“Underneath the center, in the shotgun, in the no-huddle offense,” Gruden said. “I want to see him communicate. In a lot of these colleges, they use a silent count, they don’t get in the huddle, so the communication, the recognition of the defense and the execution is what I’m after. I like to see them do that at a very, very high level because that’s what the top picks have to do.”

Oakland Raiders head coach Jon Gruden, who is coaching Drew Lock on the North team at the Senior Bowl in Mobile, Ala., wants to see Missouri Tigers quarterback Drew Lock run different types of offense.

Through two practices, Lock has emphasized keeping the ball off the ground and vocally communicating with his team — things he had to improve upon after Tuesday afternoon’s rainy practice.

“He got on me a little bit in the beginning about it,” Lock said. “Apparently I was being a little quiet today to where I ended up picking it up, vocalizing a little bit more, getting it from the gut a little bit.

“It’s a little different, like (Gruden) says. We’ll ‘set,’ ‘hut’ or clap. So it’s a little different going a full cadence and getting the swing of that.”

After Wednesday’s practice, Lock said he felt much more comfortable in Gruden’s system, moving in and out of the huddle with conviction and making his calls loudly and crisply.

But for Lock, perhaps the most important part of the week comes in what he does off the field. In between practices, Lock shuffles between meetings with NFL teams, in both formal and informal settings. He declined to say exactly which teams he was meeting with, but all are doing their homework.

One, he said, asked him about an incident where he cheated on a geometry test as a freshman at Lee’s Summit High.

“I honestly couldn’t believe it,” he said. “They went back and checked my high school records, and there was one thing on there and that was me cheating my freshman year. They couldn’t release it because they didn’t have some waiver to see what exactly it was I went to the office for.”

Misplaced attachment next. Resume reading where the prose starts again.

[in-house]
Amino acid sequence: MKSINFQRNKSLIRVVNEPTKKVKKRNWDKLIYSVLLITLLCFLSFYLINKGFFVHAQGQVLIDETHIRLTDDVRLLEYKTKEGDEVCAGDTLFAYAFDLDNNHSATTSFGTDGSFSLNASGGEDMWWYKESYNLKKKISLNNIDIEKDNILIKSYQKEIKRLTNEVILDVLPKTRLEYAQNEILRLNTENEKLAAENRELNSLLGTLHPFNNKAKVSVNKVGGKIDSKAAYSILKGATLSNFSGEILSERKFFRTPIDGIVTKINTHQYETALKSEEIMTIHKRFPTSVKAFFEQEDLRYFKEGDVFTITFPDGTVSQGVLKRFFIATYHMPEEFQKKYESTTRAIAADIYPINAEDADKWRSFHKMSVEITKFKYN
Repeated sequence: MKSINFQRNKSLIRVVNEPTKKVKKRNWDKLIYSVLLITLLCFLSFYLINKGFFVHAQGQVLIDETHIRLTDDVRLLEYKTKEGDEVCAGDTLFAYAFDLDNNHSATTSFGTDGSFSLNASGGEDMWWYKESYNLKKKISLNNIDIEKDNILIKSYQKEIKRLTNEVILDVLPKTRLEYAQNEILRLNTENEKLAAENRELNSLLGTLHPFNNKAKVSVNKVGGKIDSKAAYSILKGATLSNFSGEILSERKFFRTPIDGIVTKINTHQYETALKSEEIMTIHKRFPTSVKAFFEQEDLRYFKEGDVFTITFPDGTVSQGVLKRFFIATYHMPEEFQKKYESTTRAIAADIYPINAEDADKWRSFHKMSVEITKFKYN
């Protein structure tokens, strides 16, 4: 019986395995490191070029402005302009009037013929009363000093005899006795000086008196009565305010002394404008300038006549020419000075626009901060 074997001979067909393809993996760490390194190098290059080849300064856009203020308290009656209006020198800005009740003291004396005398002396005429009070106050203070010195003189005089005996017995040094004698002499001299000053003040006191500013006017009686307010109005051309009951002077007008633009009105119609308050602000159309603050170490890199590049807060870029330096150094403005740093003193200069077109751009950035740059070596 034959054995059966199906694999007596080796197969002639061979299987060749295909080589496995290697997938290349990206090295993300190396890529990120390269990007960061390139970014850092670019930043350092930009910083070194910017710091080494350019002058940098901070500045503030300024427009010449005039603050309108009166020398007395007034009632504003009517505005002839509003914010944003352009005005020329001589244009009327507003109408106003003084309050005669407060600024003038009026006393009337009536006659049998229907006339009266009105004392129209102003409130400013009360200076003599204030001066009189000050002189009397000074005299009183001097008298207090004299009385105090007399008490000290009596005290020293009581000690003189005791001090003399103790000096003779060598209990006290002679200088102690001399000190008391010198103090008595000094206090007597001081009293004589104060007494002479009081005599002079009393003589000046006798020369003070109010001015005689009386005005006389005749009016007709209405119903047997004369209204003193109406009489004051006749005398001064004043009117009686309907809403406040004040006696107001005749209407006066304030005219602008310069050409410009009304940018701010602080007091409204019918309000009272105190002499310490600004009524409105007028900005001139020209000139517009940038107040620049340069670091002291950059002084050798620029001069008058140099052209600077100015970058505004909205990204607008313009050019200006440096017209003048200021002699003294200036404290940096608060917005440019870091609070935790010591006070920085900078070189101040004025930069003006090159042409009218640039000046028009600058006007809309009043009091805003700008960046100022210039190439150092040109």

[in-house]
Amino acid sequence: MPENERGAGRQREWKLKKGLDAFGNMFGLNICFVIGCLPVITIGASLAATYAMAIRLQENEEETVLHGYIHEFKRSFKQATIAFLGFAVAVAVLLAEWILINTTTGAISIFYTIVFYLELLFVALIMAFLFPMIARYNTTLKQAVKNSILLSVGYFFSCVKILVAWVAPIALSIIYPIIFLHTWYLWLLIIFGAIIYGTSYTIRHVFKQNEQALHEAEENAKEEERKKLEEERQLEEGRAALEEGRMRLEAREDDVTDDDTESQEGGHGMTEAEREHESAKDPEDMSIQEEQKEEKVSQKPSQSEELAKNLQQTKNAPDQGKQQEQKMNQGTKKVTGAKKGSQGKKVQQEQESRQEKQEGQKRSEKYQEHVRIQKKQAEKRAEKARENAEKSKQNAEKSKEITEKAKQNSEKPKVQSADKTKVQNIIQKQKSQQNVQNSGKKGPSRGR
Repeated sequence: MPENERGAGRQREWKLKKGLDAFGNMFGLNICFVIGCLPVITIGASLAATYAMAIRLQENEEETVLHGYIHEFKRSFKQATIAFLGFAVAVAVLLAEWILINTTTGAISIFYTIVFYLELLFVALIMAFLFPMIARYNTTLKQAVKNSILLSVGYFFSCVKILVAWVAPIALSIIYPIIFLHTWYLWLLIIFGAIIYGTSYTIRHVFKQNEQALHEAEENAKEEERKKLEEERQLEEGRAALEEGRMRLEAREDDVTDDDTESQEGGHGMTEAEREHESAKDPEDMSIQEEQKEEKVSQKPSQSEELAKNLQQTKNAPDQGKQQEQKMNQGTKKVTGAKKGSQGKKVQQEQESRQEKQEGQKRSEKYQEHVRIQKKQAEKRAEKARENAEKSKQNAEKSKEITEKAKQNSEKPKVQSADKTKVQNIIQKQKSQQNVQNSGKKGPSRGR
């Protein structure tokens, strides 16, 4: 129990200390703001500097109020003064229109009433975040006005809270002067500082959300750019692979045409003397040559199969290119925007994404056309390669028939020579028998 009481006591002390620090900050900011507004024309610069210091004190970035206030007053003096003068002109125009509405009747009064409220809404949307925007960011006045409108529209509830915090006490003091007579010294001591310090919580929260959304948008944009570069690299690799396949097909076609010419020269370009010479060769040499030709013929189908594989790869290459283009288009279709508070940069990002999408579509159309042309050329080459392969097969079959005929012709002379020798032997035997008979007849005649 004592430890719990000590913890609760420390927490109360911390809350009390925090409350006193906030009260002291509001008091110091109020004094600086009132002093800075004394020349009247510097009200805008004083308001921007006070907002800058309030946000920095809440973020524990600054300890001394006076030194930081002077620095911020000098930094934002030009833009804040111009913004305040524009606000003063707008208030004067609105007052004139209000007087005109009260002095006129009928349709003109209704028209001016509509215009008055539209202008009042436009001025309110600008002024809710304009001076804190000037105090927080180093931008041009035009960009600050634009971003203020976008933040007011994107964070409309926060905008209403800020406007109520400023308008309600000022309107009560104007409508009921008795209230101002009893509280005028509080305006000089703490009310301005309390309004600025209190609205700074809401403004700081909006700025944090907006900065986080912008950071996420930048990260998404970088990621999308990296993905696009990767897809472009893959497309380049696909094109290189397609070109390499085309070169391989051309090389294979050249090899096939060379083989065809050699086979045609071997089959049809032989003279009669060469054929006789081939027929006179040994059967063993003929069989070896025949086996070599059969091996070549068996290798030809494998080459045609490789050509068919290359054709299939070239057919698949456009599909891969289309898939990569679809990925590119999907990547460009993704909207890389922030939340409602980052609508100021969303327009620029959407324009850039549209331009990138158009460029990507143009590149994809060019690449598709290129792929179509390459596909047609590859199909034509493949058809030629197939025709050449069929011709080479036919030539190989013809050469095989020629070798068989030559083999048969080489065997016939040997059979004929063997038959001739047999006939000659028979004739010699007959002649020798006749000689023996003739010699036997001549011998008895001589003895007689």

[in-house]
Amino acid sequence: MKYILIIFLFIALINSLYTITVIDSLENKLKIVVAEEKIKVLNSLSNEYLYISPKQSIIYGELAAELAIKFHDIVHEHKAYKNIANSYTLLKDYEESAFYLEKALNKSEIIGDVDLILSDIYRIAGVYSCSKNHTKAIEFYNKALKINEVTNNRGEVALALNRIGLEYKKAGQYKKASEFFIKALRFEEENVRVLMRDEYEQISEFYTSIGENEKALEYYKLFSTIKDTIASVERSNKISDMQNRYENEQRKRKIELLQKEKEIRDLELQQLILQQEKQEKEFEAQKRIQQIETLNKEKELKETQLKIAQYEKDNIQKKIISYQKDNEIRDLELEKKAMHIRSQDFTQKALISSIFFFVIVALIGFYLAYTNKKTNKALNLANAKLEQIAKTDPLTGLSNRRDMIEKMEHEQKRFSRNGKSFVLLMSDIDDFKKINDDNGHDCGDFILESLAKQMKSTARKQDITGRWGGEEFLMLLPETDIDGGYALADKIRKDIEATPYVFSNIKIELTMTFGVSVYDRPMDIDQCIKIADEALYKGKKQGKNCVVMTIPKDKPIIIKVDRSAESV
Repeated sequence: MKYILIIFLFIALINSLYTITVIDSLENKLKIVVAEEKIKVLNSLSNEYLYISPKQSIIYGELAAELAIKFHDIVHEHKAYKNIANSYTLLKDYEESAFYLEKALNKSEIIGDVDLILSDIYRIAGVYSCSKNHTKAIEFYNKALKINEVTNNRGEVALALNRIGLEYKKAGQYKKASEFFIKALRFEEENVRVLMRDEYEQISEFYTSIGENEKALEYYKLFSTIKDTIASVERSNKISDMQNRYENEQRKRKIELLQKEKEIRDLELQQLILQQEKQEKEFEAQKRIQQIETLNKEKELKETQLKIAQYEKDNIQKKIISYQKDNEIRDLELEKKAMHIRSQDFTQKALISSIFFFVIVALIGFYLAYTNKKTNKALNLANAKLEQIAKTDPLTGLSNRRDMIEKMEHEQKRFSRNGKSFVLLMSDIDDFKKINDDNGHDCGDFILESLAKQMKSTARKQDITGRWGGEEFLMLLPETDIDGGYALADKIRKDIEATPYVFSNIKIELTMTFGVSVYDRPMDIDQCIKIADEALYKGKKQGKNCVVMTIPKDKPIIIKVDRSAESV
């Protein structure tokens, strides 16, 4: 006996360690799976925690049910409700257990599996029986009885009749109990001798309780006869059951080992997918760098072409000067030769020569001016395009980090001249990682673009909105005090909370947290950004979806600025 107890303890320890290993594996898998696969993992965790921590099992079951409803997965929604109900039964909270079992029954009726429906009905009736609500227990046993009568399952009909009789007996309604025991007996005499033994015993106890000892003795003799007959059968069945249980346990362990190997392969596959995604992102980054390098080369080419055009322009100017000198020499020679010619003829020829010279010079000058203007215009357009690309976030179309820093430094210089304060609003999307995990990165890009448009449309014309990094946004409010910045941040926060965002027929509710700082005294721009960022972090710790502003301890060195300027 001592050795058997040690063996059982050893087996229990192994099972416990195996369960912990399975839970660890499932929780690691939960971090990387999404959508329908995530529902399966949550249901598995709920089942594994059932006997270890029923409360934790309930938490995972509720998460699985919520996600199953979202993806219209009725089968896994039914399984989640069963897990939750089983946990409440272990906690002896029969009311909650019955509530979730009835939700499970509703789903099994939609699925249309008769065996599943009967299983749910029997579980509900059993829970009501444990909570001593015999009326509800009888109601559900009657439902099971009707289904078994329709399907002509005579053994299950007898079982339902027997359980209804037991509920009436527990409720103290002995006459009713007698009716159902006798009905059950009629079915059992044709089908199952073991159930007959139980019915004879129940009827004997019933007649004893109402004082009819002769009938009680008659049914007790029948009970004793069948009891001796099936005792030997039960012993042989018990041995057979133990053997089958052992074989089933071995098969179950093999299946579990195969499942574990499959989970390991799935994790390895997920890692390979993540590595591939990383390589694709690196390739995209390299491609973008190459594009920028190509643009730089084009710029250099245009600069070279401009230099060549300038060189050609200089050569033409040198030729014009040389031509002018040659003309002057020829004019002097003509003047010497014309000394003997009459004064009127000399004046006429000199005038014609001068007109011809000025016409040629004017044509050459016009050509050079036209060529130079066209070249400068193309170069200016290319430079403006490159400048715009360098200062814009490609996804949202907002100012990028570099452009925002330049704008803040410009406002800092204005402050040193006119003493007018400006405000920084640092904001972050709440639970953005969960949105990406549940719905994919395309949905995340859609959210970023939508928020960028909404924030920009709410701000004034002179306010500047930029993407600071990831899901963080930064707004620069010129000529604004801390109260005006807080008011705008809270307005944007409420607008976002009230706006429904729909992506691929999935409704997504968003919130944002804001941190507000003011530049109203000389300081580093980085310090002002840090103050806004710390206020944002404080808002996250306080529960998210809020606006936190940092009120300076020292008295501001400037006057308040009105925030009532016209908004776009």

“It was (geometry) proofs and whatnot,” Lock added. “It was rough.”

He can laugh about it now, but the intense scrutiny is part of the vetting process that NFL teams go through to select the right multi-million dollar investment. Both father and son get that and welcome it. One team spent 45 minutes on the phone with Lock’s high school coach combing through every detail of his career.

“They have to do their due diligence,” Andy said. “Every step of that due diligence is a piece to a story, so I don’t blame them at all. I would do the same thing. I know there’s been a lot of decisions made on kind of how kids act off the field. As it should be. It doesn’t surprise me at all. … it’ll increase his stock the more they dig into him, I think.”

After his son finished practice Tuesday, father walked through the gate in the fence and strode toward his son. The pair briefly embraced at midfield before Drew jogged off to rejoin his North team and head back for more meetings and interviews.

“You see the kids over the last four, five, six years that you know going through the process like Baker Mayfield, Josh Allen last year and the kids before that and you see them doing it,” Andy said. “Man, that’s so neat. And you walk in the stadium and he’s got the yellow jersey on throwing balls to the receiver.

“It’s a special moment. There’s a lot of special moments, but this is certainly one of them.”

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Brooke Pryor covers the Kansas City Chiefs for the Kansas City Star, where she works to give readers a deeper understanding of the franchise and the NFL through daily stories, game coverage, and player profiles. She attended the University of North Carolina at Chapel Hill and grew up in Winston-Salem, N.C.